Another piece rescued from oblivion, originally posted on March 12th, 2011
“In blogging, less is more. Discuss.” That could have been an essay topic in the days of my youth, had blogging then been a word.
An old friend who used to post as Rob. and later Bob, did it for the interaction rather than the self-expression or self-revelation, in which genres he was reticent. His most popular post, measured in number of comments, merely said “Boo!” I think I can claim the credit for introducing him to Blogger, but I made up for this act of kindness by posting argumentative comments (which annoyed him), as well as commenting on his commenters’ blogs, thereby luring them to my own new blog. In fact I think that is how I met Hayden.
My own entries have evolved into protracted dithyrambs. This shall change! If I were not too lazy, I’d act on my plan to write about four writers whom I most specially admire. But their superabundant brilliance actually encourages me into further indolence, rather than provoking me out of it; for they have said so much that I would have liked to say myself, if only I could. Since they can and I can’t, I can write correspondingly less, and focus on “the process of simply being”, as Hayden inspiringly suggested the other day.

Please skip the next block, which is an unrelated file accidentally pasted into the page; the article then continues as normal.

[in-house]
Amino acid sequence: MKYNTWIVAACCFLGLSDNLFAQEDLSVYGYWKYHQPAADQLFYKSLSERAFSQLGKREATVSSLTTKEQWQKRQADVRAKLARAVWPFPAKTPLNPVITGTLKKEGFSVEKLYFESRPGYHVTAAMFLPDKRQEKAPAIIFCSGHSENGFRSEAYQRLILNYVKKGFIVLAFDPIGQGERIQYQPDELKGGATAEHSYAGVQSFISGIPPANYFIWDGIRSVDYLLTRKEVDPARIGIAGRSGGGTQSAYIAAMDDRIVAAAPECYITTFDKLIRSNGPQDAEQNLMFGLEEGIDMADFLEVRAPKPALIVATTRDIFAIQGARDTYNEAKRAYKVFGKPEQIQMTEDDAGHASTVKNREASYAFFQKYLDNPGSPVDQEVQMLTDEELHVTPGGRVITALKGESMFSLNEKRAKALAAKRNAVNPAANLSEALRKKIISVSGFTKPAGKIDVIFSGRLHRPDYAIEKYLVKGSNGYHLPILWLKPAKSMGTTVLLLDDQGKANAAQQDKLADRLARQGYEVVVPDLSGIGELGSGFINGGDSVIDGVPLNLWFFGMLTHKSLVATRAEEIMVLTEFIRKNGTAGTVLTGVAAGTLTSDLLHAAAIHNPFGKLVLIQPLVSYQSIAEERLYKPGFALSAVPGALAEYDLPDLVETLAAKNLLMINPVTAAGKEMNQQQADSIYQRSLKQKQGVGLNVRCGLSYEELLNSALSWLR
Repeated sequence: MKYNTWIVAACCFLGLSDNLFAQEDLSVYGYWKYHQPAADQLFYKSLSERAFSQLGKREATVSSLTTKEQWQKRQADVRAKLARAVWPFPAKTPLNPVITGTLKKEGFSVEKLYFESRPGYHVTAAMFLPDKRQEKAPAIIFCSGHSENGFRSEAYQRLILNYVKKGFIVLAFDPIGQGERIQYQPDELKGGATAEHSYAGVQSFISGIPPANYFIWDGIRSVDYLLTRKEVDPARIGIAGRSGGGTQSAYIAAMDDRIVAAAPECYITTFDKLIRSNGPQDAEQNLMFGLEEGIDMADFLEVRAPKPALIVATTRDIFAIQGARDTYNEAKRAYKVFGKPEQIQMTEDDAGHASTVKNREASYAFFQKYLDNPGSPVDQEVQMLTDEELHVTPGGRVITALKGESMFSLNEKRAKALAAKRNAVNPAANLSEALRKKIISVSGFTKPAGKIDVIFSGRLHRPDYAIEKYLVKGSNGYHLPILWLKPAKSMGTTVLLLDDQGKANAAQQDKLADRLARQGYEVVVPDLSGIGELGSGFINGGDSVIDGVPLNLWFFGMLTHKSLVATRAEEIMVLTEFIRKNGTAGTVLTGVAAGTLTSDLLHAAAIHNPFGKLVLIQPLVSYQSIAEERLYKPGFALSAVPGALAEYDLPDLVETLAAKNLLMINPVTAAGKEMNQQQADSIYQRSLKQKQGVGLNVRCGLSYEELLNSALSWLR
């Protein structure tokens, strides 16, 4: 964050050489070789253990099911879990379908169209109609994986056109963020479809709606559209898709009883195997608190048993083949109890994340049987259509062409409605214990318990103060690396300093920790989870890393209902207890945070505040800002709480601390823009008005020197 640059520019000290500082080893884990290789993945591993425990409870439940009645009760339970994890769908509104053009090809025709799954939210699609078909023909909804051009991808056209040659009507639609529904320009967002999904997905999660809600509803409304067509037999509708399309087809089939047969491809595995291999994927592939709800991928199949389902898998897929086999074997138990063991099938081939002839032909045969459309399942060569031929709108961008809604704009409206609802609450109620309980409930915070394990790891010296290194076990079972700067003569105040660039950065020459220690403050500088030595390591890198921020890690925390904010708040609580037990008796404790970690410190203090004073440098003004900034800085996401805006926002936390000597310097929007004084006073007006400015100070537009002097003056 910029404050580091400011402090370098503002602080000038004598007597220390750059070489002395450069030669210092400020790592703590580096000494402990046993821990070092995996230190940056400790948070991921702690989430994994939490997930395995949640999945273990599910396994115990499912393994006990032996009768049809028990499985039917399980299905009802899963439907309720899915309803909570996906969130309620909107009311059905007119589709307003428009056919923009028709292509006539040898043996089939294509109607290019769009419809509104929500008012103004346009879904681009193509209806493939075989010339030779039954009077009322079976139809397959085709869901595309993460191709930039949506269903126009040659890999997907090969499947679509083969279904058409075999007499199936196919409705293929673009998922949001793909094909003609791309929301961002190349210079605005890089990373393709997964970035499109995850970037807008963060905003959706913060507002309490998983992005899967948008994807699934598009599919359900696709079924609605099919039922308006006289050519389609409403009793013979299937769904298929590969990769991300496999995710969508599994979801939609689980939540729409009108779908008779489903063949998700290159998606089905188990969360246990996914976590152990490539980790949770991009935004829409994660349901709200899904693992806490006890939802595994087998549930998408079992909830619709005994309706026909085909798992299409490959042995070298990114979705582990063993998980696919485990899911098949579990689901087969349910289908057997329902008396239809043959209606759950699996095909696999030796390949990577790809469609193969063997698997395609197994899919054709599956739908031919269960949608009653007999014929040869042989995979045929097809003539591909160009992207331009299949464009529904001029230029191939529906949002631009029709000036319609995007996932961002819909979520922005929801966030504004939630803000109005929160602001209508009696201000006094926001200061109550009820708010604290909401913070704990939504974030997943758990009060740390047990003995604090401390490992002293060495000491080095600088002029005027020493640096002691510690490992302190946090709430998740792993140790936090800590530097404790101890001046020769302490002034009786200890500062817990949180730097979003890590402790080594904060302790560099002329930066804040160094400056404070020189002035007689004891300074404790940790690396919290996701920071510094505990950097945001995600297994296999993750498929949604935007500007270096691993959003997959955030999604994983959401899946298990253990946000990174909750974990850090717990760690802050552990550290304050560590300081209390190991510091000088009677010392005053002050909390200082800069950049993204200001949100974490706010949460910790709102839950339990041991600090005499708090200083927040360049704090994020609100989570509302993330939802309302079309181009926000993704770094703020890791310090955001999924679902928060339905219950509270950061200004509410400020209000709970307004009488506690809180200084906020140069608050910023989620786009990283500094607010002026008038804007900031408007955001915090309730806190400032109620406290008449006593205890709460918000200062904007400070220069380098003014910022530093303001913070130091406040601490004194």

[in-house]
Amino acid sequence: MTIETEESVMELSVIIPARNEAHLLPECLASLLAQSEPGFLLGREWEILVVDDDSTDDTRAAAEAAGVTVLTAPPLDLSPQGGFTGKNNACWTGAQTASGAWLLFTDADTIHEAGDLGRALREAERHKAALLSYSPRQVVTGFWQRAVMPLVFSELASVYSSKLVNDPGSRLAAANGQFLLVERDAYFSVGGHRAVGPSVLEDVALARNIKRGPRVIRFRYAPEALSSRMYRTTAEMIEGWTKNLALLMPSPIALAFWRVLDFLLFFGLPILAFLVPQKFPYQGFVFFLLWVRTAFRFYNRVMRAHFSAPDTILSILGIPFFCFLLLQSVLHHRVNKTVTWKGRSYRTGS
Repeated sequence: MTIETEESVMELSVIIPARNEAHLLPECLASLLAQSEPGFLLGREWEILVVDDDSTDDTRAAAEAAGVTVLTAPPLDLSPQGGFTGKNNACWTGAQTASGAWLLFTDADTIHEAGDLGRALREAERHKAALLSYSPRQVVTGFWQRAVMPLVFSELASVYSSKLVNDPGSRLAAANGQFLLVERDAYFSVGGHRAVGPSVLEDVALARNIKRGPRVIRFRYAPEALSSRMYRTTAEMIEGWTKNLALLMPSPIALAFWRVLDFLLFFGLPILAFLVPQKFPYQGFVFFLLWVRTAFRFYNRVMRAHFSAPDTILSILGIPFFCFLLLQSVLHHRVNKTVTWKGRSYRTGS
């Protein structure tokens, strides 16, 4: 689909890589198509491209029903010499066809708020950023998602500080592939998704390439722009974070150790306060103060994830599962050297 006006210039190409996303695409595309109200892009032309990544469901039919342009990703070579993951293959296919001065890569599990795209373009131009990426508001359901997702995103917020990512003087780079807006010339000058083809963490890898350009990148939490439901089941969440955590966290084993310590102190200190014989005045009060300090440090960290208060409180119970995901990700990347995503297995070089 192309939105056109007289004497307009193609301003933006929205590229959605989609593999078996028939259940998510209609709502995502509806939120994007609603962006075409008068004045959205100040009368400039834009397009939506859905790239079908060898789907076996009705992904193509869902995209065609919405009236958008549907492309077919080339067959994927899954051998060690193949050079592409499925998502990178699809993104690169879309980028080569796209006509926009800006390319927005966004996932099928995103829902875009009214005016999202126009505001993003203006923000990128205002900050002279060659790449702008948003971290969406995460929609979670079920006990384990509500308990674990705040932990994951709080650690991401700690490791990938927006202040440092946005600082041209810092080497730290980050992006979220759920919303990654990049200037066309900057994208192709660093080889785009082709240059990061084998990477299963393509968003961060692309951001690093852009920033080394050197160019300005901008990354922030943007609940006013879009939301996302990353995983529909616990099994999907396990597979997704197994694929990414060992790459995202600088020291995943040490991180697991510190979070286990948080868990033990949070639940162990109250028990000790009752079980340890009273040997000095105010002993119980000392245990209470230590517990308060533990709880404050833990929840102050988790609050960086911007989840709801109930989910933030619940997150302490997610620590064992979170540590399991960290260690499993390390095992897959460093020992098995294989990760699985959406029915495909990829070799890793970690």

So, lolling in bed on a Saturday morning, I’ve conceived a new efficient method of book-reviewing: (i) to review the whole author, not individual books; (ii) to use the author’s own words, and select a brief quote or two which encapsulates the impact the author has had on me. Rather than engage my brain in the hard tasks of synopsis and analysis, I can have the rest of the day free!
So, let’s try it for Annie Dillard. This is from Pilgrim at Tinker Creek, page 268, near the end. She has been describing a disconsolate moment, uncharacteristically for her, when she gazes at the sky and sees what seems like a Martian spaceship. It turns out to be “a maple key, a single winged seed from a pair.” She throws it back into the sky and watches it fall again.
O maple key, I thought, I must confess I thought, o welcome, cheers. And the bell under my ribs rang a true note, a flourish as of blended horns, clarion, sweet, and making a long dim sense I will try at length to explain.
Which she proceeds to do, bless her!
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